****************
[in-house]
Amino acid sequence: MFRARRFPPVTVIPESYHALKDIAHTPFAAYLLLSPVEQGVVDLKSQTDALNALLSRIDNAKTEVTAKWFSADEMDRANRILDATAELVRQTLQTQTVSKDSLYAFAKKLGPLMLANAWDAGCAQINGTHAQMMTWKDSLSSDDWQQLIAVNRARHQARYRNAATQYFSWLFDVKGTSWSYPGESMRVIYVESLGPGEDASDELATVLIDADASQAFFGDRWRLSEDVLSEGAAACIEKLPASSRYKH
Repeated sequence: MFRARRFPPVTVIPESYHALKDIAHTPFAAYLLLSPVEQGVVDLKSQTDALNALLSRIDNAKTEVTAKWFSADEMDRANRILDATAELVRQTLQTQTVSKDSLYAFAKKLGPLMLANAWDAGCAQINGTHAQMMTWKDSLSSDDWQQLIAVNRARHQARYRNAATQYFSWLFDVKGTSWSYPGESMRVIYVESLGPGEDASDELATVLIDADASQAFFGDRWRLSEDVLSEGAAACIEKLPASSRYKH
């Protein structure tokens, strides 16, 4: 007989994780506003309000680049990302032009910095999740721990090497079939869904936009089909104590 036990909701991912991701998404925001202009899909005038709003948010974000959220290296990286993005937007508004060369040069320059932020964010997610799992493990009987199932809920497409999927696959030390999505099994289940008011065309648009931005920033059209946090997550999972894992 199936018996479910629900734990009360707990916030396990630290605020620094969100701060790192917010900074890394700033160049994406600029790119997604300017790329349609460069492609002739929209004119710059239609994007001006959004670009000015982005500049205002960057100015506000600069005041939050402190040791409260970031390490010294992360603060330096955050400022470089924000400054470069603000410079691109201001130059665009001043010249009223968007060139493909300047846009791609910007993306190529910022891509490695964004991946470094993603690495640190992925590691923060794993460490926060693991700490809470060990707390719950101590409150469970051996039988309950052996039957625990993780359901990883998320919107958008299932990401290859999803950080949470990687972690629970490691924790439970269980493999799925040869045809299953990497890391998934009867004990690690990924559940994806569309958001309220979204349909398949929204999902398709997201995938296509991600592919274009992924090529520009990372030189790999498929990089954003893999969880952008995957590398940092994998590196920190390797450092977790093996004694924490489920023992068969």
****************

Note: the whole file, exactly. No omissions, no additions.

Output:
[in-house]
Amino acid sequence: MFRARRFPPVTVIPESYHALKDIAHTPFAAYLLLSPVEQGVVDLKSQTDALNALLSRIDNAKTEVTAKWFSADEMDRANRILDATAELVRQTLQTQTVSKDSLYAFAKKLGPLMLANAWDAGCAQINGTHAQMMTWKDSLSSDDWQQLIAVNRARHQARYRNAATQYFSWLFDVKGTSWSYPGESMRVIYVESLGPGEDASDELATVLIDADASQAFFGDRWRLSEDVLSEGAAACIEKLPASSRYKH
Repeated sequence: MFRARRFPPVTVIPESYHALKDIAHTPFAAYLLLSPVEQGVVDLKSQTDALNALLSRIDNAKTEVTAKWFSADEMDRANRILDATAELVRQTLQTQTVSKDSLYAFAKKLGPLMLANAWDAGCAQINGTHAQMMTWKDSLSSDDWQQLIAVNRARHQARYRNAATQYFSWLFDVKGTSWSYPGESMRVIYVESLGPGEDASDELATVLIDADASQAFFGDRWRLSEDVLSEGAAACIEKLPASSRYKH
């Protein structure tokens, strides 16, 4: 007989994780506003309000680049990302032009910095999740721990090497079939869904936009089909104590 036990909701991912991701998404925001202009899909005038709003948010974000959220290296990286993005937007508004060369040069320059932020964010997610799992493990009987199932809920497409999927696959030390999505099994289940008011065309648009931005920033059209946090997550999972894992 199936018996479910629900734990009360707990916030396990630290605020620094969100701060790192917010900074890394700033160049994406600029790119997604300017790329349609460069492609002739929209004119710059239609994007001006959004670009000015982005500049205002960057100015506000600069005041939050402190040791409260970031390490010294992360603060330096955050400022470089924000400054470069603000410079691109201001130059665009001043010249009223968007060139493909300047846009791609910007993306190529910022891509490695964004991946470094993603690495640190992925590691923060794993460490926060693991700490809470060990707390719950101590409150469970051996039988309950052996039957625990993780359901990883998320919107958008299932990401290859999803950080949470990687972690629970490691924790439970269980493999799925040869045809299953990497890391998934009867004990690690990924559940994806569309958001309220979204349909398949929204999902398709997201995938296509991600592919274009992924090529520009990372030189790999498929990089954003893999969880952008995957590398940092994998590196920190390797450092977790093996004694924490489920023992068969």